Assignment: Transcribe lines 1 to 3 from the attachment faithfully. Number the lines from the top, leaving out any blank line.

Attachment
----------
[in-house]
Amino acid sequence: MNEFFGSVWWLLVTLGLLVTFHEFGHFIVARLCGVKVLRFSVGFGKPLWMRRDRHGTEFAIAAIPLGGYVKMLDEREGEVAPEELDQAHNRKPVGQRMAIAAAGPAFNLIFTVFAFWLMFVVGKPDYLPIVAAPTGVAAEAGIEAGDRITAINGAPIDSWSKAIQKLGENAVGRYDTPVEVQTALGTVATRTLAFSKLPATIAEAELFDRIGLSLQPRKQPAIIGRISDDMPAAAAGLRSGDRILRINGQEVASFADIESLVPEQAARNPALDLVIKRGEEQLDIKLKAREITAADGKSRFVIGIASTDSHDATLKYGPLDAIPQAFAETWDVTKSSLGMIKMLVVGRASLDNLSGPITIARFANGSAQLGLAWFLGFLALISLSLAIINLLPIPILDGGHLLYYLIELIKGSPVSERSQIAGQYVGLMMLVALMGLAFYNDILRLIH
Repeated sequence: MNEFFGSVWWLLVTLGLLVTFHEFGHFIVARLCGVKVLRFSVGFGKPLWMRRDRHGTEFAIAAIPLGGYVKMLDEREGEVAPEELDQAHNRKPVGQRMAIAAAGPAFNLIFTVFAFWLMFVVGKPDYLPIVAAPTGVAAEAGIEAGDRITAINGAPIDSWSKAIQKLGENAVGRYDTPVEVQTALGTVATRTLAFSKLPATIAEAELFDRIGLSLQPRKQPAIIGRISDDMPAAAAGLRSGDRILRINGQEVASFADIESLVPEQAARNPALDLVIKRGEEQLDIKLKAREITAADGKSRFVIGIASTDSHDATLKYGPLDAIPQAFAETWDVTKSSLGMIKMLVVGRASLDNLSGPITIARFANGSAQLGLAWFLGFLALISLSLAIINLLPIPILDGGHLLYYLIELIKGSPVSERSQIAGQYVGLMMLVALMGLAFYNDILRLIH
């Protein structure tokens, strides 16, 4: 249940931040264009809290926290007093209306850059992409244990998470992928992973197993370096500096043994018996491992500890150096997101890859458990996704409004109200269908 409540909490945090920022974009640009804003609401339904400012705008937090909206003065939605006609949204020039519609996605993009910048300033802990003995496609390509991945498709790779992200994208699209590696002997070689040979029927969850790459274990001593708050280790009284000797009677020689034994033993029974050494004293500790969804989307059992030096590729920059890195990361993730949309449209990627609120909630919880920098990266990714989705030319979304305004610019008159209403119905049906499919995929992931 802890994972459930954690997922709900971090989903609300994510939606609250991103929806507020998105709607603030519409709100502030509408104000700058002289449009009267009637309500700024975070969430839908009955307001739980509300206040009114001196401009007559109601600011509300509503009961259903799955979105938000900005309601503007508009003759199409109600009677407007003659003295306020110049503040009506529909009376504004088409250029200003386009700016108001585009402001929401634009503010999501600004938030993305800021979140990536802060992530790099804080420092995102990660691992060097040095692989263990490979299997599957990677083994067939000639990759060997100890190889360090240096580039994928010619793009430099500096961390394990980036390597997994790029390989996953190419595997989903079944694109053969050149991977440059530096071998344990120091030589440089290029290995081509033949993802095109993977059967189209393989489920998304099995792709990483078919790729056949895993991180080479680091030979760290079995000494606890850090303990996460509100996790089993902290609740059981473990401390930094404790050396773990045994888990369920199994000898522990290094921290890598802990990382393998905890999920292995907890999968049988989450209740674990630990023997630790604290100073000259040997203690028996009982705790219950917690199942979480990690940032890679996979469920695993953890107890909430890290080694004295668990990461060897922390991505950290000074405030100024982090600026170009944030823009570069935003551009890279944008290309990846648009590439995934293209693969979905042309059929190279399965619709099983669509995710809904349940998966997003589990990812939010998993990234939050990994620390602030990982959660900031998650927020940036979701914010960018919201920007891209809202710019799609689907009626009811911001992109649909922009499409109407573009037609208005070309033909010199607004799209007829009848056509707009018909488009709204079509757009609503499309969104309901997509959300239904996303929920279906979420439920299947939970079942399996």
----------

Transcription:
[in-house]
Amino acid sequence: MNEFFGSVWWLLVTLGLLVTFHEFGHFIVARLCGVKVLRFSVGFGKPLWMRRDRHGTEFAIAAIPLGGYVKMLDEREGEVAPEELDQAHNRKPVGQRMAIAAAGPAFNLIFTVFAFWLMFVVGKPDYLPIVAAPTGVAAEAGIEAGDRITAINGAPIDSWSKAIQKLGENAVGRYDTPVEVQTALGTVATRTLAFSKLPATIAEAELFDRIGLSLQPRKQPAIIGRISDDMPAAAAGLRSGDRILRINGQEVASFADIESLVPEQAARNPALDLVIKRGEEQLDIKLKAREITAADGKSRFVIGIASTDSHDATLKYGPLDAIPQAFAETWDVTKSSLGMIKMLVVGRASLDNLSGPITIARFANGSAQLGLAWFLGFLALISLSLAIINLLPIPILDGGHLLYYLIELIKGSPVSERSQIAGQYVGLMMLVALMGLAFYNDILRLIH
Repeated sequence: MNEFFGSVWWLLVTLGLLVTFHEFGHFIVARLCGVKVLRFSVGFGKPLWMRRDRHGTEFAIAAIPLGGYVKMLDEREGEVAPEELDQAHNRKPVGQRMAIAAAGPAFNLIFTVFAFWLMFVVGKPDYLPIVAAPTGVAAEAGIEAGDRITAINGAPIDSWSKAIQKLGENAVGRYDTPVEVQTALGTVATRTLAFSKLPATIAEAELFDRIGLSLQPRKQPAIIGRISDDMPAAAAGLRSGDRILRINGQEVASFADIESLVPEQAARNPALDLVIKRGEEQLDIKLKAREITAADGKSRFVIGIASTDSHDATLKYGPLDAIPQAFAETWDVTKSSLGMIKMLVVGRASLDNLSGPITIARFANGSAQLGLAWFLGFLALISLSLAIINLLPIPILDGGHLLYYLIELIKGSPVSERSQIAGQYVGLMMLVALMGLAFYNDILRLIH